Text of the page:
Friday, November 30, 2007

Saturday Dec. 1st Fishing with Kevin

Today I met up with one of my South Island guides and went out for a short day of fishing. Being a Saturday and his only day off after many days working, we left later than normal and also I was spending the majority of the morning dealing with problems at home with frozen pipes back in Montana, according to my friend, house and pet sitter. So I dealt with how she should handle frozen pipes and also a last minute New Zealand booking for a client who was actually on his way to the airport as we spoke this morning! So off to a late start, but it was still a good productive day albeit a rather chilly one. We were freezing!!! Kevin and I decided to wade wet since the sun was out and it looked like a nice day...BUT as the day progressed, the weather “turned to custard” as they say down here and it got cold and cloudy and a little windy. Just enough to feel chilled to the bone, wearing shorts and wet wading. Brrr.... not a good idea today. Hopefully tomorrow won’t be the same as today’s weather. It’s not supposed to be, but this area is much like Montana in that the weather can change at the drop of a dime.

Nonetheless, we still had a good day of fishing and I caught some nice fat brown trout.

No matter where you are in New Zealand, you are never more than 60 miles from the coast, so weather can change quite rapidly which is what happened today. This was not in the forecast so we’ll see how they do tomorrow. I go out with a different guide tomorrow to a different river.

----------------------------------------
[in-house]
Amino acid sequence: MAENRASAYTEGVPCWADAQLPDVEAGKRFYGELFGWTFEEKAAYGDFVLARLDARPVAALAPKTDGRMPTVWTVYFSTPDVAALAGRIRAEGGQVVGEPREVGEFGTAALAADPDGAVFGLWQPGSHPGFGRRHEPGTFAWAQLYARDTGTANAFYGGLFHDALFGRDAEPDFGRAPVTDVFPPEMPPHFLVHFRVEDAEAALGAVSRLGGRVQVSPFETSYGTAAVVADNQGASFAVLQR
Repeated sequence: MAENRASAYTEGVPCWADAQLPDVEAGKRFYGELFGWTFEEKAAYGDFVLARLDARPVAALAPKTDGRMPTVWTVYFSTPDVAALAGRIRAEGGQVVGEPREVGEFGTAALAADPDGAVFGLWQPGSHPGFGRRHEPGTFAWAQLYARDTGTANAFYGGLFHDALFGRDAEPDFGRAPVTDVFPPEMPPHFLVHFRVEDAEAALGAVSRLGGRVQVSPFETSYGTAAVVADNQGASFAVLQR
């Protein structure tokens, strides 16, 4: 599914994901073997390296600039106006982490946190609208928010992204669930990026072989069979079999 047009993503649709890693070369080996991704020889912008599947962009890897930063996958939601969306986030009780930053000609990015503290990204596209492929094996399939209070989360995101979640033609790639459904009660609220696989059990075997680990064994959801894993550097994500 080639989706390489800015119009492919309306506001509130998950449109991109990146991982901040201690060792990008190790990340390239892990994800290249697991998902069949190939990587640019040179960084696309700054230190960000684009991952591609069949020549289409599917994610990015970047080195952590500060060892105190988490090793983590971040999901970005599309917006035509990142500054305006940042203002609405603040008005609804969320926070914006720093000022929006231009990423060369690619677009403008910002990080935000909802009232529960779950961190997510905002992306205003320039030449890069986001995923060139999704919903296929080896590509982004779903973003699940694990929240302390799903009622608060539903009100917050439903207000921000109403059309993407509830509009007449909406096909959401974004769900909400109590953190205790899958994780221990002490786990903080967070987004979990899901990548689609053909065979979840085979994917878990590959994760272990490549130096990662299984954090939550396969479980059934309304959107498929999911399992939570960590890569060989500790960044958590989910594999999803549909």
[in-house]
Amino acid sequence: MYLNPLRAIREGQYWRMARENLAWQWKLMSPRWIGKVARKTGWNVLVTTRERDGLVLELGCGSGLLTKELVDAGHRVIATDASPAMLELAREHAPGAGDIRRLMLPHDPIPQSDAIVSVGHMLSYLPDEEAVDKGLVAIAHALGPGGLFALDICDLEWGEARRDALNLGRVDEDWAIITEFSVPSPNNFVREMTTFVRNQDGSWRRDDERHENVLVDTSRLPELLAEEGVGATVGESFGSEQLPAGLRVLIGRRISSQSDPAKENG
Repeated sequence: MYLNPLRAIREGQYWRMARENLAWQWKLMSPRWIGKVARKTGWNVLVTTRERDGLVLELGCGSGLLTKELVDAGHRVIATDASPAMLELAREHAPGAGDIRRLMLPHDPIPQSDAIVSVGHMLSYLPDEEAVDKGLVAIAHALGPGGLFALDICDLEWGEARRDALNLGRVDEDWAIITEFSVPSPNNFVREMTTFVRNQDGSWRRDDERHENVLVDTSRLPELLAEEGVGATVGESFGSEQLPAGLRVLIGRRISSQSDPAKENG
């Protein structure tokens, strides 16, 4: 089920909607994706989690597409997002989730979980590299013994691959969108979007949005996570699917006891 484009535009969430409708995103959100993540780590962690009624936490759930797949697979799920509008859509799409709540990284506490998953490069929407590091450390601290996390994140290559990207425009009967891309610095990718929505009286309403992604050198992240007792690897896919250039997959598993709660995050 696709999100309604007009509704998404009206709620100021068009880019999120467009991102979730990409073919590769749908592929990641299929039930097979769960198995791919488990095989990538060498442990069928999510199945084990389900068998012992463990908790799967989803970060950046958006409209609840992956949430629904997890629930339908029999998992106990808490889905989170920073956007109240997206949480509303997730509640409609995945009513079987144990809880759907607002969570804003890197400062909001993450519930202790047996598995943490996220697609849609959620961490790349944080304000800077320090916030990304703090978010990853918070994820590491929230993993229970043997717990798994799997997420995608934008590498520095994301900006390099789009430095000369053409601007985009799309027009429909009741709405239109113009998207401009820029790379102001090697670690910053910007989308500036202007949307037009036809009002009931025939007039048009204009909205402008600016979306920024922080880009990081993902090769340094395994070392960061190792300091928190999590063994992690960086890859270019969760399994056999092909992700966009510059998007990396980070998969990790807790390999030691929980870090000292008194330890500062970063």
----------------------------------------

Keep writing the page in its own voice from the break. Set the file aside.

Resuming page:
After such warm weather this entire trip, and beautiful sunny days, today was actually the first day I felt cold and not just cold but chilled to the bone. I haven’t been able to get warm all day so I came home and jumped in the shower and stood under the hot water for ages until I thawed. I don’t think it was actually that cold, but the relative humidity was high so it felt really cold. Coming from such a dry climate, it felt colder to me than if I was home in 20 degrees F.

So, a new report once I see how things go tomorrow. Unfortunately, I’m once again in an area with no internet connection and I’m not set up this trip to do dial up on my laptop so I’m at the mercy of other people’s computers to go online to do anything, This post may have to wait a few days to go up but at least I’m writing it now while it’s fresh in my mind. to bed now. It’s 2:21AM in Montana now and I only have two more days to go so I should try to start getting closer to my old time clock as it will make for an easier adjustment when I go back home.

Ciao for now.

Akaroa to Pleasant Point

This morning after a delicious breakfast, I had a walk around the quaint village of Akaroa before heading south to Pleasant Point which is located in an idyllic part of South Canterbury. I forget, when coming from Montana where all roads for the most part are straight as an arrow, just how incredibly wiggly the roads are here! It’s no place to be in a hurry that’s for sure.

The drive to Pleasant Point took around 3-1/2 hours but now I can relax in a lovely cottage located on a certified organic farm called Centre Hill Cottage. Ian Blakemore owns this farm stay retreat which sits elevated above the Totara Valley where he has been farming since 1968. The farm gained full organic status in 1990, running deer, beef, sheep and growing potatoes for the New Zealand Organic Market. Right now the deer are fawning so hopefully I’ll have some photos of baby deer.

Tomorrow is a fishing day so hopefully I’ll have something good to report tomorrow night. For now, it’s time to relax with a delicious New Zealand wine and some locally made cheese and crackers and get ready to head out to dinner in a while.